The United State District Court for the District of New Jersey recently denied a lender’s motion to dismiss a claim under the Homeowners Protection Act (“HPA”) because the lender reappraised the value of the mortgaged property when the secured loan was modified. SeeFried v. JPMorgan Chase & Co., 2016 WL 347314 (D.N.J. Jan. 28, 2016). In the case, the plaintiff purchased a home with a loan from the defendant in 2007. Because the loan-to-value exceeded 80%, the plaintiff was required to purchase private mortgage insurance (“PMI”). The defendant provided the plaintiff with a disclosure that stated the PMI would automatically terminate on March 1, 2016, when the balance of the loan had been scheduled to reach 78% of the original value of the property. In 2011, the plaintiff modified the loan, after which the loan balance was scheduled to reach 78% of the original value of the property in July 2014. The defendant, however, informed the plaintiff that her PMI would not terminate until 2026. After repeated inquiries from the plaintiff, the defendant stated that the property had been reappraised during the modification for significantly less than its value at the time of the purchase, and the defendant was using the new appraised value to determine when the PMI would terminate.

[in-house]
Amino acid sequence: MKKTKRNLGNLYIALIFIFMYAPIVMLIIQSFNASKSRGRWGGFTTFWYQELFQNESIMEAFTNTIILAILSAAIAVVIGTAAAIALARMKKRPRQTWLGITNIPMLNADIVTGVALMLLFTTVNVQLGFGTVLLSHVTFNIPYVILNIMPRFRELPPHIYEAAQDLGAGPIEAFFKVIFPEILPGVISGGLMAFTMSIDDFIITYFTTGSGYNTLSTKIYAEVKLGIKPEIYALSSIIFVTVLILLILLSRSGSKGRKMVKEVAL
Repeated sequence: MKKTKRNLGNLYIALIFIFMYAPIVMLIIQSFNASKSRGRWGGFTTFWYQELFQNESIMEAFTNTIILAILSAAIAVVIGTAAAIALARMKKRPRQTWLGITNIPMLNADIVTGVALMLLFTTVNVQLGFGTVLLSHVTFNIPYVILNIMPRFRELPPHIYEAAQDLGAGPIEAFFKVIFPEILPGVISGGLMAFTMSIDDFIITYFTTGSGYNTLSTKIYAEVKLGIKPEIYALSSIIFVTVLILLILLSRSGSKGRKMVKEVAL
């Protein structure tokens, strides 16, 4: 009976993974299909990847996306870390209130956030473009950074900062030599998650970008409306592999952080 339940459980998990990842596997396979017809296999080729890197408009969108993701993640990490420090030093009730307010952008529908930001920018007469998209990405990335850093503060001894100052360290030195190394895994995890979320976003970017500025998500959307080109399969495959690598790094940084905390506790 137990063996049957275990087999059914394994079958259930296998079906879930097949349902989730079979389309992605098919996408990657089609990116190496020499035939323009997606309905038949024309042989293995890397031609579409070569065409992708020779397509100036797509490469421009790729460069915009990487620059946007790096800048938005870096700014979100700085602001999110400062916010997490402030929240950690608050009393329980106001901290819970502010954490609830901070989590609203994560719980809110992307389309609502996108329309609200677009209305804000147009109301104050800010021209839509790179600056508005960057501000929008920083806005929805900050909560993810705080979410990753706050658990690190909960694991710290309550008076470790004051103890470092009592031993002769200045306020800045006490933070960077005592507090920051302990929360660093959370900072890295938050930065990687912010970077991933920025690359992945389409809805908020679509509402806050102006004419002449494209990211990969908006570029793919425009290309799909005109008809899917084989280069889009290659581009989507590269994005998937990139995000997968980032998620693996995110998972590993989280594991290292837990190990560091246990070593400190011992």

The plaintiff then filed a putative class action, alleging violations of the HPA, breach of contract, breach of implied covenant of good faith and fair dealing, unjust enrichment, negligent misrepresentation, violation of the New Jersey Consumer Fraud Act, and violation of the New Jersey Truth-in-Consumer Contract, Warranty and Notice Act. The defendant filed a motion to dismiss all claims. Though the Court found that the HPA expressly preempted all of the other claims and dismissed them, it denied the motion to dismiss the claim under the HPA. The Court found that, unless an updated appraisal of the property was a term and condition of the modification, the defendant could not use this new appraised value to determine the PMI termination date pursuant to the HPA. See 12 USC 4902. Moreover, though the HPA has a two-year statute of limitations and the plaintiff filed her complaint almost three years after the defendant informed her of the 2026 PMI termination date, the statute of limitations did not begin to run until more than a year later, when the defendant finally informed her that it was using the new appraisal to calculate the termination date. Therefore, the complaint was not barred under the statute of limitations.
For a copy of the decision, please contact Michael O’Donnell at firstname.lastname@example.org.